Sometimes, having to select the best fruit from a bountiful harvest is a positive thing.
Case in point - South Carolina defensive line coach Brad Lawing. With the season opener 18 days away, he is still trying to pick among a basketful of candidates to fill a number of spots along the defensive front, particularly the defensive tackle spot where a number of players have thrown their hat into the run.
"I'm getting there," Lawing said late Monday night following USC's two-hour practice session at the Proving Grounds. "I still haven't decided. "We'll go right up to game week. I'm starting to get an idea of who can do what and, mentally, what is too much for somebody. There is still a lot of competition for what we're trying to do."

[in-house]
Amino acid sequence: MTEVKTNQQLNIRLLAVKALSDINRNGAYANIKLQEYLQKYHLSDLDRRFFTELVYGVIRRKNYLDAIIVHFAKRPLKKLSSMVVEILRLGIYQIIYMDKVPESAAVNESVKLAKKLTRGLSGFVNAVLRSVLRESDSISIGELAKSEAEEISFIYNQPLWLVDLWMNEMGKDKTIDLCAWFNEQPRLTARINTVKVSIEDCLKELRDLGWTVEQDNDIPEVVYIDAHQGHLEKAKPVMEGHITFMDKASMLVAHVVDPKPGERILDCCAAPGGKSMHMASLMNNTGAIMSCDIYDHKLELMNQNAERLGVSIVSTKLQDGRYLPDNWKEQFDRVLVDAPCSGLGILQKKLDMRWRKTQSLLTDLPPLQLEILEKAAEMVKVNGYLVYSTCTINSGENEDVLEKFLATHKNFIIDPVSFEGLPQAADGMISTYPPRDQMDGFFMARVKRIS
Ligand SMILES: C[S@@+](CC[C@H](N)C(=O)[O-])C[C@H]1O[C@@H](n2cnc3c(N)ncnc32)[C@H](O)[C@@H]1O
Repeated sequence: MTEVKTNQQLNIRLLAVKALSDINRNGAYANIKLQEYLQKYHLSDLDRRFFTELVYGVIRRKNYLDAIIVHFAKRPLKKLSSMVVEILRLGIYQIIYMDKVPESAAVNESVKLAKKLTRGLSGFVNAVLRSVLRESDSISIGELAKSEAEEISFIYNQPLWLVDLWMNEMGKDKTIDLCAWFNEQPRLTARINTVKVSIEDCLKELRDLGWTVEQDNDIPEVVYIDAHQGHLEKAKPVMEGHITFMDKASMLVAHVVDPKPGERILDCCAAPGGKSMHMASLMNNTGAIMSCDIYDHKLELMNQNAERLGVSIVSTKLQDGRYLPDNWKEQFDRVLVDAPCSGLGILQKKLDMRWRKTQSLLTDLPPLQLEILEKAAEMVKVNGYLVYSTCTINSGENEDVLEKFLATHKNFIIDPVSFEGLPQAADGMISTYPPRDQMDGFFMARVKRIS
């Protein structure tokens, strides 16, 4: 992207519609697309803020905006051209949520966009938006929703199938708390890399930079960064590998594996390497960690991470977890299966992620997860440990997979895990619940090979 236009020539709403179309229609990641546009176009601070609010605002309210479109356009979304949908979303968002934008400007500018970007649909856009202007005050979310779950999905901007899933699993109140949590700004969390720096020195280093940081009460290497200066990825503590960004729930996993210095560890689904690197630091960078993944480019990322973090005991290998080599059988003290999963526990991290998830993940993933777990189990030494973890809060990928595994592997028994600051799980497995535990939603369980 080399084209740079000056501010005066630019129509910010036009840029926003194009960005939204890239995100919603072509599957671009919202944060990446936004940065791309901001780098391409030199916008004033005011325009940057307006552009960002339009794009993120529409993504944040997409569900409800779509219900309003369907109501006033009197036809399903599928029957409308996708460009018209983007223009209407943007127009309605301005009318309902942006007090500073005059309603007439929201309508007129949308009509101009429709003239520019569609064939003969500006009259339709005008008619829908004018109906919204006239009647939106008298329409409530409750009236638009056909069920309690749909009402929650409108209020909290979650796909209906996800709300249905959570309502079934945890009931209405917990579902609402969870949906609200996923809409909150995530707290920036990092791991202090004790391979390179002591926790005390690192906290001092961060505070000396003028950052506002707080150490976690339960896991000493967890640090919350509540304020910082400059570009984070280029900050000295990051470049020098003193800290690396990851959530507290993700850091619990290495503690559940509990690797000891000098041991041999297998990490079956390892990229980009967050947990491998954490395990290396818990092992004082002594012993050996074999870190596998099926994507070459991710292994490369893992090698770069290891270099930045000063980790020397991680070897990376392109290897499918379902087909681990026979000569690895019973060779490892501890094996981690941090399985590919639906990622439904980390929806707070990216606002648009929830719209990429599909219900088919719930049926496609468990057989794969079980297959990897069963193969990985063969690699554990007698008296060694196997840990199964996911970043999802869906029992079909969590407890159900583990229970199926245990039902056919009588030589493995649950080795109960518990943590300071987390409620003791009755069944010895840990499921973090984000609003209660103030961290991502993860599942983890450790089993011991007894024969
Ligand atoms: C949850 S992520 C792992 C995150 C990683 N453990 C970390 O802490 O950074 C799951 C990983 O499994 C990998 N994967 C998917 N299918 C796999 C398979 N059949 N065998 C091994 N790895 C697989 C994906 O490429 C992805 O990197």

And that intense competition will be on display again Tuesday night when the Gamecocks conduct their second official scrimmage of preseason camp at Williams-Brice Stadium. The session is scheduled to begin at 7:30 p.m.
The defensive tackle spot has three spots vacant in the projected four-man rotation. Obviously, Travian Robertson will fill one of those. The other three? Wide open.
But after experiencing a couple of lean years upon returning to Columbia in 2006 for his second coaching stint with the Gamecocks, Lawing appreciates the vast arsenal at his disposal now.
"We're trying to develop depth right now," Lawing said. "You can't ever have enough, I guess. I've played some years with three tackles and three ends. You can't complain about it. We have some bodies in there that can become good players for us."